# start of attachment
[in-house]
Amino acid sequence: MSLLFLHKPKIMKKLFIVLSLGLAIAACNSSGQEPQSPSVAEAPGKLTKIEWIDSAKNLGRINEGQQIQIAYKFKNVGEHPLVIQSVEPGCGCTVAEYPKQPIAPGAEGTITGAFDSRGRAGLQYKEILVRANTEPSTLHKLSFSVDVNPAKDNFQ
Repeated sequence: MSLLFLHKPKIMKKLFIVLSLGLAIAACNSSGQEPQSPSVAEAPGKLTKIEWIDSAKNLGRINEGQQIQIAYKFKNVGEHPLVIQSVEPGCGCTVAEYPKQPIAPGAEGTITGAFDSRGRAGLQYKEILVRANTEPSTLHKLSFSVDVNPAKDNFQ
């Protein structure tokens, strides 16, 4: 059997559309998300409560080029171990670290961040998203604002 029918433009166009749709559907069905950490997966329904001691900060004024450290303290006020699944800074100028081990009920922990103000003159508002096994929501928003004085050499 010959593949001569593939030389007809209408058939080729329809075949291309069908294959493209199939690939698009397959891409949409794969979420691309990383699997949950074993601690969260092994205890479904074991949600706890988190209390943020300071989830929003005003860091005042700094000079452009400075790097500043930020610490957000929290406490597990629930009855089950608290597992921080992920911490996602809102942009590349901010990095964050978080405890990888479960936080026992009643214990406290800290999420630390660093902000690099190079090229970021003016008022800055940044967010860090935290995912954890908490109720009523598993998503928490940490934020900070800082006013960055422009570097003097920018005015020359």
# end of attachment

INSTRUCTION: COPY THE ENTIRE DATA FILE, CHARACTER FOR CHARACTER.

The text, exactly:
[in-house]
Amino acid sequence: MSLLFLHKPKIMKKLFIVLSLGLAIAACNSSGQEPQSPSVAEAPGKLTKIEWIDSAKNLGRINEGQQIQIAYKFKNVGEHPLVIQSVEPGCGCTVAEYPKQPIAPGAEGTITGAFDSRGRAGLQYKEILVRANTEPSTLHKLSFSVDVNPAKDNFQ
Repeated sequence: MSLLFLHKPKIMKKLFIVLSLGLAIAACNSSGQEPQSPSVAEAPGKLTKIEWIDSAKNLGRINEGQQIQIAYKFKNVGEHPLVIQSVEPGCGCTVAEYPKQPIAPGAEGTITGAFDSRGRAGLQYKEILVRANTEPSTLHKLSFSVDVNPAKDNFQ
């Protein structure tokens, strides 16, 4: 059997559309998300409560080029171990670290961040998203604002 029918433009166009749709559907069905950490997966329904001691900060004024450290303290006020699944800074100028081990009920922990103000003159508002096994929501928003004085050499 010959593949001569593939030389007809209408058939080729329809075949291309069908294959493209199939690939698009397959891409949409794969979420691309990383699997949950074993601690969260092994205890479904074991949600706890988190209390943020300071989830929003005003860091005042700094000079452009400075790097500043930020610490957000929290406490597990629930009855089950608290597992921080992920911490996602809102942009590349901010990095964050978080405890990888479960936080026992009643214990406290800290999420630390660093902000690099190079090229970021003016008022800055940044967010860090935290995912954890908490109720009523598993998503928490940490934020900070800082006013960055422009570097003097920018005015020359």